Marriott International Inc., the nation's largest hotel chain, said yesterday that it will ban smoking in its nearly 400,000 hotel rooms in the United States and Canada, casting the decision as less about public health and more about taking care of the bottom line.
Two decades ago, about half the company's rooms were set aside for smokers, but demand has steadily dropped, with only 5 percent of customers now requesting smoking rooms. At the same time, complaints about cigarette odor have increased, and company officials have struggled to address the issue.
Marriott, which will enforce its ban by charging violators $200 to $300, follows that of the Westin Hotels & Resorts chain, which late last year announced it was making all 77 of its properties smoke-free. Since then, business has grown stronger, said Sue Brush, a senior vice president with Westin, which is owned by Starwood Hotels and Resorts Worldwide Inc.
David Webb of Huntsville, Tex., was smoking yesterday outside of a Ritz-Carlton in the District, where he was staying. He said he requests nonsmoking rooms because he "cannot stand the smell of old smoke in rooms." He smokes outside, and said a smoke-free environment was an incentive to stay at a Marriott property.
Airlines banned smoking on their flights only after the federal government passed a law requiring such bans in the 1990s. Restaurants and bars are increasingly becoming smoke-free zones, now that more than 2,200 municipalities have smoking restrictions. Marriott executives said there was no government involvement in their decision to end smoking throughout their more than 2,300 hotels.
The Bethesda firm, which had been reserving 10 percent of its rooms for smokers, said the decision was most closely tied to guest satisfaction.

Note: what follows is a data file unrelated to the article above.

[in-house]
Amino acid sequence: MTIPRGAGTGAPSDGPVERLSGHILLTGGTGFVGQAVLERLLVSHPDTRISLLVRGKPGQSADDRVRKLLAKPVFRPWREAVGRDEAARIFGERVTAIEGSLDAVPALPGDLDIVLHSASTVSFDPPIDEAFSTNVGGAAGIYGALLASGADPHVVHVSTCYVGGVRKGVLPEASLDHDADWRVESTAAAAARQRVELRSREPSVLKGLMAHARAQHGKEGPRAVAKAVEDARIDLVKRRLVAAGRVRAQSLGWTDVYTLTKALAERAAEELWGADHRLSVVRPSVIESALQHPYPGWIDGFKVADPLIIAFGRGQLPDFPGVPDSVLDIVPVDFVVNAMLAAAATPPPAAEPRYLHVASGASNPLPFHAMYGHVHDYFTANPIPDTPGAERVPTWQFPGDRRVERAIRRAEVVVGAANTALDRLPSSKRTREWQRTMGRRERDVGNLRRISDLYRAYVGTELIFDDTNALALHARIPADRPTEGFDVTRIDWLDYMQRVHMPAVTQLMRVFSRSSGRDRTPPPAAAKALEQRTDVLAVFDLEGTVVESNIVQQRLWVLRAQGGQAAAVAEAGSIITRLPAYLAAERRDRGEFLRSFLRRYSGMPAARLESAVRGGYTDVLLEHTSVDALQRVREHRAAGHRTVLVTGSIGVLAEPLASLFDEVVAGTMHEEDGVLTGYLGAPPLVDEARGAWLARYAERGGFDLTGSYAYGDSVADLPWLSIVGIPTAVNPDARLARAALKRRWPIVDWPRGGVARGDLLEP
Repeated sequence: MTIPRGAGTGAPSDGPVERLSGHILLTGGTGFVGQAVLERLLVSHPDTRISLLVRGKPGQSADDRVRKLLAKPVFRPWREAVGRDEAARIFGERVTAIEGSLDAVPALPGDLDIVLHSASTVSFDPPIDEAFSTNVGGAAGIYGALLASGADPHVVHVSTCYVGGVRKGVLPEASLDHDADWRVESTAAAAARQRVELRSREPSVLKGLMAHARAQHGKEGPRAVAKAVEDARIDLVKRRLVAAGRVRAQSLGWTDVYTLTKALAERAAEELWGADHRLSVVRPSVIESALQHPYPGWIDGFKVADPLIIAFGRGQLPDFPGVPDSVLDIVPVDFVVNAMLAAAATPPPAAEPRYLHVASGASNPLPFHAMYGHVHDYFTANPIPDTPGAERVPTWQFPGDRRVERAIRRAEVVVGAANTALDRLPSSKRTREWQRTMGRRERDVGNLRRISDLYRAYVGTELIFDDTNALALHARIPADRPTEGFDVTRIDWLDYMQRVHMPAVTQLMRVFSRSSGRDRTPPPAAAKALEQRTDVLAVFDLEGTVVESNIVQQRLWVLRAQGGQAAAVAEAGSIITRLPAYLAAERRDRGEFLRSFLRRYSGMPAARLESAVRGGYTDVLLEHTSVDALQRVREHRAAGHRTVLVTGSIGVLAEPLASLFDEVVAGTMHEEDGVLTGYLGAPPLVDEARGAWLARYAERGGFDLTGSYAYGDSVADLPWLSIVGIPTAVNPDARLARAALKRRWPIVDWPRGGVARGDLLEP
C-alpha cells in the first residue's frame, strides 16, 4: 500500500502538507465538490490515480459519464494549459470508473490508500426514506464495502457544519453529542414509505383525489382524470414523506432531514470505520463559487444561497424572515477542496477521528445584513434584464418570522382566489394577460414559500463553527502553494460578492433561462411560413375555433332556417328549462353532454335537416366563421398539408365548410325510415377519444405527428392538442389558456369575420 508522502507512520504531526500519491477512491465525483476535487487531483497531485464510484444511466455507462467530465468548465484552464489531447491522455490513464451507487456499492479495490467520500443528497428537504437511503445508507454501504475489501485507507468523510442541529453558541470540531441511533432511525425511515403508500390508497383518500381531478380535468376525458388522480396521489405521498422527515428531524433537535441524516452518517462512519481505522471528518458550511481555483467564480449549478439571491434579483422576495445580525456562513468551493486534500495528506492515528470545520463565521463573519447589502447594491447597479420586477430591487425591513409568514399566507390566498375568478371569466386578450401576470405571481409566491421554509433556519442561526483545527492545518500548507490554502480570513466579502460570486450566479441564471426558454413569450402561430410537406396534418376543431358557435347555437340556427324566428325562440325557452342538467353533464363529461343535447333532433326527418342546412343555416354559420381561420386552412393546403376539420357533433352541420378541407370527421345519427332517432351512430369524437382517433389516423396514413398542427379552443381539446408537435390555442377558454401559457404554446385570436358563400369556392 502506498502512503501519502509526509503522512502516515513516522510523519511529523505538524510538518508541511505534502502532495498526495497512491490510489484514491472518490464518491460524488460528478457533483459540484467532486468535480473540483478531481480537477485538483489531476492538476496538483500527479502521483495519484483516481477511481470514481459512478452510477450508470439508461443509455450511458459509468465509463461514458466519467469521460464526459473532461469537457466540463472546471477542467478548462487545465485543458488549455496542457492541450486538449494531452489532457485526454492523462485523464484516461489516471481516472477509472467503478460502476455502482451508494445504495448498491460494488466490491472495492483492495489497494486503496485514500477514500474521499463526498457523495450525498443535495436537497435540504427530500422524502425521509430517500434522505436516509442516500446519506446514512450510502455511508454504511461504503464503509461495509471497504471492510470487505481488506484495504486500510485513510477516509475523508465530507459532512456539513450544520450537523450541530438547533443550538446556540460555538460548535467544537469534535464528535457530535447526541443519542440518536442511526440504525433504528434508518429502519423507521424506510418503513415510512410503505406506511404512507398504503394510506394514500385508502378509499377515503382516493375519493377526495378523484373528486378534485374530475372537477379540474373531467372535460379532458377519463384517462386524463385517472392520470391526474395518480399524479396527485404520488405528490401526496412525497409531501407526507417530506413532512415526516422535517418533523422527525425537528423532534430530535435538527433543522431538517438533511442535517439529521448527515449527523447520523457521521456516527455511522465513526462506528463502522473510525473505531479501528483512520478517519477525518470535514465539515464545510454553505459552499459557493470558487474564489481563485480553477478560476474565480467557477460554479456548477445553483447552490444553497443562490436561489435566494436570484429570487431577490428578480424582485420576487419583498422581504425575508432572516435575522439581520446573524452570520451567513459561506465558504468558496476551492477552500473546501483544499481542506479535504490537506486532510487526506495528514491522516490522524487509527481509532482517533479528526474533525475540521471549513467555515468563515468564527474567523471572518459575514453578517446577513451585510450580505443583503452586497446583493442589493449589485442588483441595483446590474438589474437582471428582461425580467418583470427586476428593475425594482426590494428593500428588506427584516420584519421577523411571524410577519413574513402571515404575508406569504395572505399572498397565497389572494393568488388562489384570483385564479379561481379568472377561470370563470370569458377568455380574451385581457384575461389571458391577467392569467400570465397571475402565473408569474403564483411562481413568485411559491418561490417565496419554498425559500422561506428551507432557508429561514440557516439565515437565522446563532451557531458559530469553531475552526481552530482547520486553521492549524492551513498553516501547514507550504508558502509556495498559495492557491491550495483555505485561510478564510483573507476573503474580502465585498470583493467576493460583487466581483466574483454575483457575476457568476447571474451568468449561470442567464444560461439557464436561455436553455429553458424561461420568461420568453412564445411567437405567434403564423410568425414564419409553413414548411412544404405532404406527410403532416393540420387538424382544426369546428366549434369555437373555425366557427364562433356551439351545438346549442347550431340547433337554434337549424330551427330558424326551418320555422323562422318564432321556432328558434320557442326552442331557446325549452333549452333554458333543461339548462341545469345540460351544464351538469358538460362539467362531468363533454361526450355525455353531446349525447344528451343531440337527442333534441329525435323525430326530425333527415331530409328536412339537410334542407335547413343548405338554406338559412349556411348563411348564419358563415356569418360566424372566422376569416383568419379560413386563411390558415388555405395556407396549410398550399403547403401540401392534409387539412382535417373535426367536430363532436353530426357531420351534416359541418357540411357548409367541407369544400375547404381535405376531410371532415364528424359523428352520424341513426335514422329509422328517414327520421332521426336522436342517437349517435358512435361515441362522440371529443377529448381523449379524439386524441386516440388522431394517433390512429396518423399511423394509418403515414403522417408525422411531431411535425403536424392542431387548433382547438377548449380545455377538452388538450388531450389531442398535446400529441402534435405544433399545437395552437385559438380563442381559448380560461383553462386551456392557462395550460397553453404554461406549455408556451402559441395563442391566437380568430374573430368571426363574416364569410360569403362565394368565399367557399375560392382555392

"Complaints about smoking is one of the biggest complaints we have," said Steve Lampa, the company's senior vice president of rooms operations and quality assurance. "Clearly there will be some guests who smoke that won't agree with this decision and may decide to move elsewhere. We don't think there will be a negative financial impact."
Marriott executives considered Westin's positive experience with its ban when making their decision, the company said. Executives also said they were influenced by the reported dangers of secondhand smoke, including a recent surgeon general's report on the subject.
Several industry observers think there is a good chance other major hotel chains will follow Marriott's move. About 21 percent of the U.S. population smokes.
"This tips the hotel industry so now virtually every hotel will have to go nonsmoking," said Edward Watkins, editor of Lodging Hospitality, a leading trade publication. "Marriott is the leader of the pack. Once they do it, every company will have to do that. They just have so many hotels. It's a matter of competitive pressure."
Public health and anti-smoking advocates cheered the move as a key victory in their attempts to eliminate exposure to secondhand smoke.
Frances Stillman, co-director of the Institute for Global Tobacco Control at Johns Hopkins University, said Marriott's decision was particularly important for public health advocates' efforts to shake off arguments by the tobacco industry that smoking bans are bad for business.